QI. Image shows from L to R: Alan Davies, Sandi Toksvig. Copyright: TalkbackThames.

QI

BBC Two and BBC One panel show focusing on quite interesting facts. 249 episodes (pilot + 17 series), 2003 - 2020. Stars Sandi Toksvig, Stephen Fry and Alan Davies.

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Series D, Episode 9 - Doves

Further details

Pigeons.

Theme

- This is one of two "General" shows in Series D, covering a wide range of different topics beginning with "D". The other is "Dictionaries".

Topics

- Pigeons are the bravest species of animal. They have won more Dickin medals (the animal version of the Victoria Cross) than any other creature, winning 32 out of 60 since their creation in 1943.

- Tangent: A cat aboard HMS Amethyst won the Dickin medal during the Yangtze incident in 1949, for eating all the rats on ship.

- Tangent: London pigeons are technically doves. Their actually name is the "White rock dove".

- A "Kamikaze" pigeon unit was designed to destroy ships. Pigeons were trained to peck at ships. Every time they did so the pigeon was given grain. The pigeon would then be put into a missile with a glass target. It would have a relay signal that would get bigger the closer the pigeon got to the ship. The weapon was not used in combat, although a new idea was developed using an orange dot instead of a boat in order to help people stranded at sea.

- Tangent: The passenger pigeon was hunted to extinction by American sportsmen. They used to be in flocks that were 300 miles long by 1 mile wide. In 1896, the sportsmen killed the final flock, knowing it was the last flock, which consisted of 250,000 pigeons. The last passenger pigeon, called "Martha", died in Cincinnati Zoo in 1913.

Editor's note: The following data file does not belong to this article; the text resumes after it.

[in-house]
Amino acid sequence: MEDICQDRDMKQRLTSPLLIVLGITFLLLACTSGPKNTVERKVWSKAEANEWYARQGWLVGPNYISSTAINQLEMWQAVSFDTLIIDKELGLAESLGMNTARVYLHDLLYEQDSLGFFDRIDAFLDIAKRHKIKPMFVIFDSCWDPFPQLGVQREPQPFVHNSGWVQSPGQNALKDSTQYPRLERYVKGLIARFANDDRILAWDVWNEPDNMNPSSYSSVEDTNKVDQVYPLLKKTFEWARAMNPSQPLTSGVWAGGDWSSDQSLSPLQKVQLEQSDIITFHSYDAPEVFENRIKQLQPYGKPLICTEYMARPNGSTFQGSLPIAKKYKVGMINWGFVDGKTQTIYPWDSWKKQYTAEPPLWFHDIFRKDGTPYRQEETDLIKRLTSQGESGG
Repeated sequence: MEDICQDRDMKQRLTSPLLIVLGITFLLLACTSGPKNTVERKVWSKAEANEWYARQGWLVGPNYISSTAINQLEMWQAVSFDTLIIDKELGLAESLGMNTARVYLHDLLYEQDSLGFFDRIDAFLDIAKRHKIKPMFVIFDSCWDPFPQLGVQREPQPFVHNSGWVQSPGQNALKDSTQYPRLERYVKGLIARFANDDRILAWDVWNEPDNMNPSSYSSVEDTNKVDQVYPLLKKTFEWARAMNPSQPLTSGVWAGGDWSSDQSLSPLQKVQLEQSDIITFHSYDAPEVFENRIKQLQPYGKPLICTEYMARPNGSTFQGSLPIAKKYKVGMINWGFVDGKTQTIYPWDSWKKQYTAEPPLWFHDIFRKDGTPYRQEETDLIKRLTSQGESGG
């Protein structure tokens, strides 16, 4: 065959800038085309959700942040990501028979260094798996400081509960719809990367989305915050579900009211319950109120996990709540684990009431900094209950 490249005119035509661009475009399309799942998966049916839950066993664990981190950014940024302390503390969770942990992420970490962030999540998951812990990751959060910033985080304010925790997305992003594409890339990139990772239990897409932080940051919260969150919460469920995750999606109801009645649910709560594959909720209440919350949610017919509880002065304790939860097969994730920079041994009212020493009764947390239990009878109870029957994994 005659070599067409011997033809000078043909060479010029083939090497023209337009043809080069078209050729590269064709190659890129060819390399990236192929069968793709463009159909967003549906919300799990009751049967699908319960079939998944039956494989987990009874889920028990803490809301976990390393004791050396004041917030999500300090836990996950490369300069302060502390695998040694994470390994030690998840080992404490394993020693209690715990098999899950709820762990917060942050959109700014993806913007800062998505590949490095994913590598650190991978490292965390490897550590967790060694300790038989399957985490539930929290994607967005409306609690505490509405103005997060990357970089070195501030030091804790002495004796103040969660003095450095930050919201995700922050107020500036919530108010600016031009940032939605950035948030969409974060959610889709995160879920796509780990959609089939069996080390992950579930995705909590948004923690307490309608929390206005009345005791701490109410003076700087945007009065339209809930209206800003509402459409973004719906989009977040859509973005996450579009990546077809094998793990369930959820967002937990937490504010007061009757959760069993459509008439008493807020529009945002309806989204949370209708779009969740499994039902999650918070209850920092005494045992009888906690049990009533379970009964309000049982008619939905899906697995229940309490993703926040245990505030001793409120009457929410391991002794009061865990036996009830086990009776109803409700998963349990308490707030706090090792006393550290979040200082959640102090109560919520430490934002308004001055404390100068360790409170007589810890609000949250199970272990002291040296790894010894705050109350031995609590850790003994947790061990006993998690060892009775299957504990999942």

- Tangent: The Italian composer Puccini had a specially designed gun that could take down 50 snipe in one go.

- Tangent: Picasso was keen on pigeons. His father painted them and never painted again when he saw how good his son was. Picasso also collected fan tail pigeons and named his daughter "Paloma", which is Spanish for "Pigeon".

- The function of the most influential piece of modern art, as voted for by the Turner Prize committee, is to piss in it, because it is a urinal. The piece is called "Fountain" by Marcel Duchamp. Duchamp signed it "R. Mutt", the "R" standing for "Richard" which is French slang for "Moneybags". People have urinated in it as an expression of support and as an expression of opposition of it. One man was fined $6,500 for doing so. Fountain is valued at $3.6million. Duchamp was a member of the Dada movement.

- "What did the dik-dik do that the dodo didn't?" - Hide. It is probably one of the reasons that the dodo became extinct.

- Tangent: The dodo was related to the pigeon. It remained forgotten until 1860 when they appeared in Alice in Wonderland.

- According to Moby Dick, the most useful purpose for a sperm whale's penis is to turn the skin of it into an apron. A sperm whale's penis is 9 feet long and 1 foot in diameter. Like badgers, they have a bone in their penis.

- Tangent: When Maria Callas first went aboard Onassis' yacht, she discovered that the bar stools were made out of sperm whale's foreskins.

- Swift Nick Nevison, a gentlemen highwayman who never hurt his victims, rode from London to York in 15 hours. He managed to avoid arrest by playing bowls with the Mayor of York, betting him on the outcome of the match and was able to use him as an alibi. (Forfeit: Dick Turpin)